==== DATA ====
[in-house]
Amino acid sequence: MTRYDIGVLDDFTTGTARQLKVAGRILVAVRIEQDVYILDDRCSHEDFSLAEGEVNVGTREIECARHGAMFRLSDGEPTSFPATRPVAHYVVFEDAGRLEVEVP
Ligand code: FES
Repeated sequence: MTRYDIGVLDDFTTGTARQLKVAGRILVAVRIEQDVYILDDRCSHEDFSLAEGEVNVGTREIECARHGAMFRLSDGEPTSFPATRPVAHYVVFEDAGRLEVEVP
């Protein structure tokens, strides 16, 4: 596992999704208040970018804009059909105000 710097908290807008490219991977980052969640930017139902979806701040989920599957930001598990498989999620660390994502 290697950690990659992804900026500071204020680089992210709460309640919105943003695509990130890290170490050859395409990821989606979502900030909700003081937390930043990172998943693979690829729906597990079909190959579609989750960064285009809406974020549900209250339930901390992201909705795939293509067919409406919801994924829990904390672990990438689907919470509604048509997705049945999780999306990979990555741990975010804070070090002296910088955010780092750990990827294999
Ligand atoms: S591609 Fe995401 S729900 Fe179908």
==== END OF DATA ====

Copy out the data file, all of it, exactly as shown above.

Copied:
[in-house]
Amino acid sequence: MTRYDIGVLDDFTTGTARQLKVAGRILVAVRIEQDVYILDDRCSHEDFSLAEGEVNVGTREIECARHGAMFRLSDGEPTSFPATRPVAHYVVFEDAGRLEVEVP
Ligand code: FES
Repeated sequence: MTRYDIGVLDDFTTGTARQLKVAGRILVAVRIEQDVYILDDRCSHEDFSLAEGEVNVGTREIECARHGAMFRLSDGEPTSFPATRPVAHYVVFEDAGRLEVEVP
């Protein structure tokens, strides 16, 4: 596992999704208040970018804009059909105000 710097908290807008490219991977980052969640930017139902979806701040989920599957930001598990498989999620660390994502 290697950690990659992804900026500071204020680089992210709460309640919105943003695509990130890290170490050859395409990821989606979502900030909700003081937390930043990172998943693979690829729906597990079909190959579609989750960064285009809406974020549900209250339930901390992201909705795939293509067919409406919801994924829990904390672990990438689907919470509604048509997705049945999780999306990979990555741990975010804070070090002296910088955010780092750990990827294999
Ligand atoms: S591609 Fe995401 S729900 Fe179908």